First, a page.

My church has a history of long tenures for pastors and I truly hope that it continues to be the case into the future. But, year three was a very turbulent time that we still haven’t seemed to get over.

  • dr. rainer,
    we met & spoke briefly at the convention last week. i had found your name tag and gave it back to you after the b21 panel. i also spoke to you about my deacon’s response to the “autopsy” book.

    upon returning to my church,i found that there is a small pocket of people”rallying the troops” to force me to do their bidding. i have had 3 conversations this week (by wednesday) of broken hearted church members coming tome warning me it’s coming.

    i am in my 13th month here, and i love the people and want to stay for 20 or more,lord willing.

    please pray for me to have wisdom, discernment, & humility as i am confronted, and that the lord would give us all broken & humble hearts that desire his glory and gospel be known in our community more than we care about winning arguments or preference battles.

    thank you
    stephen cavness
    first baptist church
    fulton ky.

    • Thom Rainer says on

      Thank you for sharing, Stephen. I appreciate you my friend, and I hurt for you. You are most definitely in my prayers.

  • I so much enjoyed and appreciated the article. I am just now about to start my fourth year at the little church I am at and was recalled with a high percentage of votes. I left the next day for a couple of weeks vacation and was bothered the whole time that I was gone as well as a couple of weeks following by the negative votes. Honestly I wanted from the bottom of my heart to just resign.

  • As I finish up my third year I’ve seen a fair amount of these scenarios play out and have worked hard to counter them. One of the things I intentioned to do early on was to get a key group of people (the elders) on board with the direction and ministries of the church, and the changes that needed to be made. During that ‘honeymoon’ phase, I laid the groundwork (knowing the third year stuff was coming). Now that I’m in it (and thankfully that it’s almost over), I have them standing united and able to say, “Were moving and making progress, we’re just slow sometimes.” They’ve been a good sounding board for both myself and the church as we continue to process and refine the direction and the future of the church together.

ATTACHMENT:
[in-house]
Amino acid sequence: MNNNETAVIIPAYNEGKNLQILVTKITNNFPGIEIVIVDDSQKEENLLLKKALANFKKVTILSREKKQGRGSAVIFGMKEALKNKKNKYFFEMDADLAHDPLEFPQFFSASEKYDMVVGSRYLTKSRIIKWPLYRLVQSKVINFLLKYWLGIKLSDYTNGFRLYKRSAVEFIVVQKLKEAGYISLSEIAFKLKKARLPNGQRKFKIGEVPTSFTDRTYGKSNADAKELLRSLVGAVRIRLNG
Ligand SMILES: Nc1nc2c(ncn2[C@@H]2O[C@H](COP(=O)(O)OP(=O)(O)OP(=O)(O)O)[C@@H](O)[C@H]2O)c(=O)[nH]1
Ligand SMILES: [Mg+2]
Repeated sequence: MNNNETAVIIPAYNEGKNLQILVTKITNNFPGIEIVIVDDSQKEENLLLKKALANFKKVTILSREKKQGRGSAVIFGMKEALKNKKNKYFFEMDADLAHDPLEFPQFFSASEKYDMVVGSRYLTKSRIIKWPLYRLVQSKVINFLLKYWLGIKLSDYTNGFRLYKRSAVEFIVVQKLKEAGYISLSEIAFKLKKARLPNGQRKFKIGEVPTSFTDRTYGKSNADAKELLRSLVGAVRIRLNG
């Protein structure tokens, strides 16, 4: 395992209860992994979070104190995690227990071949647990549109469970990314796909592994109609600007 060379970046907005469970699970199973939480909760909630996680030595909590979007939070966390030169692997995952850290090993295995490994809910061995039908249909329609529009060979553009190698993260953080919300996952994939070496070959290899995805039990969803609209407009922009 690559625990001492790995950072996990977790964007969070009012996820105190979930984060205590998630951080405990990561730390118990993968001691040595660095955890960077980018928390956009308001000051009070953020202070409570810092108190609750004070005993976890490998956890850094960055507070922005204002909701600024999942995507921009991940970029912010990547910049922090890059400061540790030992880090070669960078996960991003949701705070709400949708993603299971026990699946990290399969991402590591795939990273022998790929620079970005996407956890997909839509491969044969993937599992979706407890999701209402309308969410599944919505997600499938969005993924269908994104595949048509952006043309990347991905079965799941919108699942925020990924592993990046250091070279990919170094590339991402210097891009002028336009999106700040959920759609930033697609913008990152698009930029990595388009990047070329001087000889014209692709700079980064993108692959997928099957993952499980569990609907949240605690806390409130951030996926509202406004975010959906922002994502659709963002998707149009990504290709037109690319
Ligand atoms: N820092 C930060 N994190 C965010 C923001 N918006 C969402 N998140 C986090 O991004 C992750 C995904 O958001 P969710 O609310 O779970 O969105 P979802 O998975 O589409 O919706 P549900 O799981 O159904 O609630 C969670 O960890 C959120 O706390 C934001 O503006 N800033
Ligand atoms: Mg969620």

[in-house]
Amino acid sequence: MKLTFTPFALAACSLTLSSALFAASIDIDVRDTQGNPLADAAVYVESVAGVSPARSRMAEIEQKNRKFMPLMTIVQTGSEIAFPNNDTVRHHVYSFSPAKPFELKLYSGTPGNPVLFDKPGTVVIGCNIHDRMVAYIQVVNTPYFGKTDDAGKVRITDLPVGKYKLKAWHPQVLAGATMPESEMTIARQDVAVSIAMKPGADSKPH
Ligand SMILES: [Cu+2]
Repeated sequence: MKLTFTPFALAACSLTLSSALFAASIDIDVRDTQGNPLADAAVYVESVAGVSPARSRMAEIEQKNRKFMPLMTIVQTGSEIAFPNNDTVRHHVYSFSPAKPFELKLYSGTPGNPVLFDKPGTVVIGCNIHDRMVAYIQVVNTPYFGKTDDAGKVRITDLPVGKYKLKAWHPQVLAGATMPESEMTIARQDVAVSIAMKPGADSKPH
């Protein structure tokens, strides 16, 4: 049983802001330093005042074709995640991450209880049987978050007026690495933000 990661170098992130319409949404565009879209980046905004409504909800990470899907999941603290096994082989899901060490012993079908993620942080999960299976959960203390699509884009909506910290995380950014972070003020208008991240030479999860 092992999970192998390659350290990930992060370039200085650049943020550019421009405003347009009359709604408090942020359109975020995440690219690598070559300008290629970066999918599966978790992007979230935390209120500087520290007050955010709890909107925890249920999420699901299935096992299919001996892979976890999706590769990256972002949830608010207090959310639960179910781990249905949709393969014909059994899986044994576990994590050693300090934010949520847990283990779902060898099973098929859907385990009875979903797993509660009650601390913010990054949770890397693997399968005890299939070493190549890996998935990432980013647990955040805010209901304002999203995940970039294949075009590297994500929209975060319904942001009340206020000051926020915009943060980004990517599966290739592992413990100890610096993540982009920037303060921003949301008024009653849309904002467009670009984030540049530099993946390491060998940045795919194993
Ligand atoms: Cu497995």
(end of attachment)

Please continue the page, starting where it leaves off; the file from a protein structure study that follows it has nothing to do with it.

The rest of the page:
• I think most pastors & leaders underestimate the time it takes to change the culture & vision of a church. The first phase of “leadershift” typically takes 2-3 years. Whether it’s a succession with no interim time or a new pastor coming in after a season with no lead pastor, it takes time for the church to develop a longer term liking and loyalty to the new guy. The second phase of “visionshift” takes 5-7 years (depending on the church). A pastor can’t lead the vision shift until he has a good amount of trust deposits in the bank. Too often, pastors want to compress this timeline…trying to do the visionshift before or simultaneously with the leadershift. Aubrey Malphurs once said, “In a church, no one really trusts you until year 5.” I’ve seen that come true time and time again. Many congregation members who have experienced short-term pastorates are thinking, “When are you going to take off for greener pastures.” My personal pastoral prayer, “Jesus, give me a long obedience in the same direction at a marathon pace instead of a sprinters pace. Amen.”

    • Thom Rainer says on

      You and Dr. Malphurs are spot on.

    • Please understand me when I say that the attitude of feeling a need to alter the culture of a congregation seems to be more of an attitude of running a business than making disciples of the Lord Jesus Christ. Pastors need constantly to seek wisdom from Christ and also be careful not to copy the world.

  • Greg Drummond says on

    This post was just what I needed. After 4 years in Bible college, I followed that with 3 years as a youth pastor in one church, then almost 4 years as an associate at another. After that it was 3 years in full time seminary until now. Now when I have interviews with potential churches, I am always addressing the question about the time spans.